Commonly known as cattails or bullrushes, Typha is a genus of about 30 species of monocotyledonous flowering plants in the family Typhaceae. They are found throughout the world, and are very common throughout North America. They are found in all provinces and territories of Canada and in every state in the USA. They are not native to Hawaii, but have found their way there.
They prefer to grow in wetland habitats. They are often times among the first plants to colonize freshly disturbed mud and banks in wet areas. They can survive prolonged floods, but most varieties will not tolerate being completely dry for extended periods.
Cattails are known by outdoors-man and survivalists as a life saver plant (Green, D. 2011). It is edible all year round and can be found in many marsh habitats. The ‘fluff’ makes a great fire starter as it is very flammable even when damp and it can be used as stuffing for mattresses and pillows. The reeds can be used as a layer of insulation between a person and the ground and can be woven in many useful things from matts to hats, to even rope. The punks can be burned as an insect repellent also.
As far as using them for food outside the life saving realm, the general consensus on when this plant tastes the best is when the new plants start at around the end of April. These new shoots can be eaten raw right out of the field. Just grasp the leaves of the emerging plant where they come up from the lake bottom and pull gently until the tender white stalk comes loose from the base (Churchill, J.E. 1974).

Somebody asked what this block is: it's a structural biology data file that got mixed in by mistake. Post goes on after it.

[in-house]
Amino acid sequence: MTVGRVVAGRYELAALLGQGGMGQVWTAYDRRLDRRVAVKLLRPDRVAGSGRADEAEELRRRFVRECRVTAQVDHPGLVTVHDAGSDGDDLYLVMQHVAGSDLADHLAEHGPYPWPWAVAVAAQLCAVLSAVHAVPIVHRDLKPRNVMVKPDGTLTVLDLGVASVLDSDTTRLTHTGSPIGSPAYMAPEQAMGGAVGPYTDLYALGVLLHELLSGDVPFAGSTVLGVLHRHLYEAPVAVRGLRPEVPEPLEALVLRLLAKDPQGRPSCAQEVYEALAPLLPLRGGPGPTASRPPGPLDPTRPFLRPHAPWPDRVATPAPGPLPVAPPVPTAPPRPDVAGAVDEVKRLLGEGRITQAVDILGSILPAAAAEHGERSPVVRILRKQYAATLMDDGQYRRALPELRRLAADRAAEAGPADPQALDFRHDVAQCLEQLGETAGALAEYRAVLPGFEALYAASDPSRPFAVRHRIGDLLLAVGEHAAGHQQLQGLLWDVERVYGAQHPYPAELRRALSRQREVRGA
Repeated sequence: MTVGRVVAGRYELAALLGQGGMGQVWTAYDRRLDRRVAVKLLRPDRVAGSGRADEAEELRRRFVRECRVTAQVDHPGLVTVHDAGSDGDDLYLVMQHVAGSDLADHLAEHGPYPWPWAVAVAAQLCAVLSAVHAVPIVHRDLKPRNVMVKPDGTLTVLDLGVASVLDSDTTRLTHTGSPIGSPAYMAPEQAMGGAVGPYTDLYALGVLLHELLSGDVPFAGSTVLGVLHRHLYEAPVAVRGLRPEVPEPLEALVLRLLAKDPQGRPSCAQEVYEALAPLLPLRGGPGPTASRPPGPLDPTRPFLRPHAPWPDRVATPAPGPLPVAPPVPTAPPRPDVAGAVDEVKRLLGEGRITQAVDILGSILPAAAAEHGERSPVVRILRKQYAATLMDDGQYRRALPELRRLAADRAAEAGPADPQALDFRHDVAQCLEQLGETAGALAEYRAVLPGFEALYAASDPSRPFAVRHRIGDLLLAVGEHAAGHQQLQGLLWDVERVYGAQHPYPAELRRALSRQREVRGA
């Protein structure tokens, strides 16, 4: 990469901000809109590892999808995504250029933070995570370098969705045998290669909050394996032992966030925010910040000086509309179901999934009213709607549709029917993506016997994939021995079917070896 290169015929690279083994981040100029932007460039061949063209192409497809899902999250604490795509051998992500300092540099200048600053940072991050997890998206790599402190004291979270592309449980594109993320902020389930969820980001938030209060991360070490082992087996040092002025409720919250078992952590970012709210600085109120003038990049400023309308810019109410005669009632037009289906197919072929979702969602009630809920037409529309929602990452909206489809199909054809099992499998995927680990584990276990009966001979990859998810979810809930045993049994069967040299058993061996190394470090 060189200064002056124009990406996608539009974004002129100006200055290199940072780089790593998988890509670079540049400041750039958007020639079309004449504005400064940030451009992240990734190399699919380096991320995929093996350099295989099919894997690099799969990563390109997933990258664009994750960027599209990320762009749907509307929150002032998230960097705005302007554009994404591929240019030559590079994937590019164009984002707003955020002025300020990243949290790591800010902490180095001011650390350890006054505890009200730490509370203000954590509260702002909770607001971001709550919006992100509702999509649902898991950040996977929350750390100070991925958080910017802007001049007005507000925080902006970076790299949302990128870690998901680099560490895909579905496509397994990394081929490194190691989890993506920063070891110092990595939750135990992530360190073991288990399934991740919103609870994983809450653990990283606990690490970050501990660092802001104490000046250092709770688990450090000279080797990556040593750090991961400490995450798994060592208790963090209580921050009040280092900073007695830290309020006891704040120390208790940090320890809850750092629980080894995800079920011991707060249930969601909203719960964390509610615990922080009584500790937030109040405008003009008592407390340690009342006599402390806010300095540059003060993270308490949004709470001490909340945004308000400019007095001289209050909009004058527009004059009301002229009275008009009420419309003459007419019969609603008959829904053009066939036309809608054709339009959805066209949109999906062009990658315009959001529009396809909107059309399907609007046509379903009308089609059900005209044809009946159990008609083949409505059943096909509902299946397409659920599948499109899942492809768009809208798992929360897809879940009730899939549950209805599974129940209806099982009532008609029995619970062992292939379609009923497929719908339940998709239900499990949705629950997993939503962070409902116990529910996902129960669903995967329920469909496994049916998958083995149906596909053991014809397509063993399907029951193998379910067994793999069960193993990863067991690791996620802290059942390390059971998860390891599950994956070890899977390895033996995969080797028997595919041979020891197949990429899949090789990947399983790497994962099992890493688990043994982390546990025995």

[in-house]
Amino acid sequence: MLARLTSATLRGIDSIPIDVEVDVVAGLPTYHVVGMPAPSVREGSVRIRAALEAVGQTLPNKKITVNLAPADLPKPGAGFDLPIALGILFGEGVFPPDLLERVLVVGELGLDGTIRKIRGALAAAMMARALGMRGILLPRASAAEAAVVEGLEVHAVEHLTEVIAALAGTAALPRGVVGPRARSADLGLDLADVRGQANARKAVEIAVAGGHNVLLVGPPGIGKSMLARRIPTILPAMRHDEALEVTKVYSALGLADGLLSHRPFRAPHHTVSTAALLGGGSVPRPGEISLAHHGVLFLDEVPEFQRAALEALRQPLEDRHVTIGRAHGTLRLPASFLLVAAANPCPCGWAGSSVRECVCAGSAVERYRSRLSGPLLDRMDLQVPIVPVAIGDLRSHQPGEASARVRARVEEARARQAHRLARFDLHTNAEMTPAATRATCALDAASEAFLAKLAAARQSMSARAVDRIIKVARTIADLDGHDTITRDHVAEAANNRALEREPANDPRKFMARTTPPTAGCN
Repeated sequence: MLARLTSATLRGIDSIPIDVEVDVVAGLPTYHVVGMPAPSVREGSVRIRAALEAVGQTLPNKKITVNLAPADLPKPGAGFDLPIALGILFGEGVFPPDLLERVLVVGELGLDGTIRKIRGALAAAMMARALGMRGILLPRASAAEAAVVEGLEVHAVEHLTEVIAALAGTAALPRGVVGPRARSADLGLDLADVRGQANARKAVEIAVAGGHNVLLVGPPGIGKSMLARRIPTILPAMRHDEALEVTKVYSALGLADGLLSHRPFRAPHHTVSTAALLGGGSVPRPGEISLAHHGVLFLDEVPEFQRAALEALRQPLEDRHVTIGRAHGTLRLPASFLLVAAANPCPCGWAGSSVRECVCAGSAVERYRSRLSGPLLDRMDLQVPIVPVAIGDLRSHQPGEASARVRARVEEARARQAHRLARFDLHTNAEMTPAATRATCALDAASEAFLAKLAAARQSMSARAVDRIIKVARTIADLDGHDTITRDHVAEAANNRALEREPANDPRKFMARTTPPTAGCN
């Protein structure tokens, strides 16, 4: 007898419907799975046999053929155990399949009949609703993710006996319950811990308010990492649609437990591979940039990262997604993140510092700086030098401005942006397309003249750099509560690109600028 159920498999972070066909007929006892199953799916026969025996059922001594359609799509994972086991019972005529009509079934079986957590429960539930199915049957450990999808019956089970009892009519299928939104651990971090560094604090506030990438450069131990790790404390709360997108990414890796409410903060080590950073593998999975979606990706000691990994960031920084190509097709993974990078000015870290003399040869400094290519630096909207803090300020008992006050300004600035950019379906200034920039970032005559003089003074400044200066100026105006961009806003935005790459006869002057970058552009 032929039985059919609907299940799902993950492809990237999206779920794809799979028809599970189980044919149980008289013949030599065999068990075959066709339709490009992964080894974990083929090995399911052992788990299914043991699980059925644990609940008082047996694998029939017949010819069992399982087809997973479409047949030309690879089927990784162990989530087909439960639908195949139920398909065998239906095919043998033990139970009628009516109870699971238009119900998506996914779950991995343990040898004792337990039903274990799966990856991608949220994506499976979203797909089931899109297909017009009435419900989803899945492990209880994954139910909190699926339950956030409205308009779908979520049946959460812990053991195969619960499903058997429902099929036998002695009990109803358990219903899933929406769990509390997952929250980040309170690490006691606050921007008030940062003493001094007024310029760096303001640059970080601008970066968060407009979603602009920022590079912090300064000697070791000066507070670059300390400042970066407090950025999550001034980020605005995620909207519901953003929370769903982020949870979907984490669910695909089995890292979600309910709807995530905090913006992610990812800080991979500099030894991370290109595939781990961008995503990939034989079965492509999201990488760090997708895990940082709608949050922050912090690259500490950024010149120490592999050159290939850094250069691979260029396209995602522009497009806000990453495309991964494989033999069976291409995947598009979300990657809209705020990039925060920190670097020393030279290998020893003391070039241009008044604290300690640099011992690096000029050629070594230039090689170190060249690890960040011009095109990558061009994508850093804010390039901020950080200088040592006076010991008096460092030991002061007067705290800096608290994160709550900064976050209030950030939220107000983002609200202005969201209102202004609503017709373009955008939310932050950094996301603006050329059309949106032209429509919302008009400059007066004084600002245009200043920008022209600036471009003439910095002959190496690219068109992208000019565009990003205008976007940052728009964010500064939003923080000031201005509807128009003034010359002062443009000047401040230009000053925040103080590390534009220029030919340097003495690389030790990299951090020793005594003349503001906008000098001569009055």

The cattail pollen is also not only edible, but also tastes great. At about mid July shake the tops lightly to dislodge the golden yellow dust into a bag. This pollen can then be mixed into anything you would use flour in from muffins, to bread to pancakes.
As far as medicinal uses, the roots can be used as a poultice for burns cuts and scrapes.
The Typha family is also known for the role of bioremediation plant (Kitsteiner, J. 2013). These plants can help clean and purify water. For this reason it is also great for helping to ‘slow it, sink it, and spread it.’ It is also used to stop erosion in freshwater habitats. People use it to clean grey water and run off. It can be found in the corner of many parks throughout North America where storm water is diverted. It was also used in riparian buffers because of it bioremediation qualities.
There is one important thing to note when considering whether to eat this plants or not and that is be cautious because they are such good bioremediation plants, if they are harvested from a polluted place they can contain toxins.
Yule Gibbons said “for the number of different kinds of foods it produces, there is no plants wild or domesticated which tops the common cattail.” (Gibbons, E. 1962)
Churchill, J. E. (1974). The homesteader’s handbook. Harrisburg, PA: Stackpole Books.
Gibbons, E. (1962). Stalking the wild asparagus. New York: D. McKay.
Green, D. (2011, November). Cattails – A Survival Dinner. Retrieved May 18, 2016, from http://www.eattheweeds.com/cattails-a-survival-dinner/
Kitsteiner, J. (2013, August 19). Permaculture Plants: Cattail, Bulrush, or Reedmace. Retrieved May 17, 2016, from http://tcpermaculture.com/site/2013/08/19/permaculture-plants-cattail-or-bulrush/
Prindel, T. (1994). NativeTech: Cattails. Retrieved May 17, 2016, from http://www.nativetech.org/cattail/cattail.htm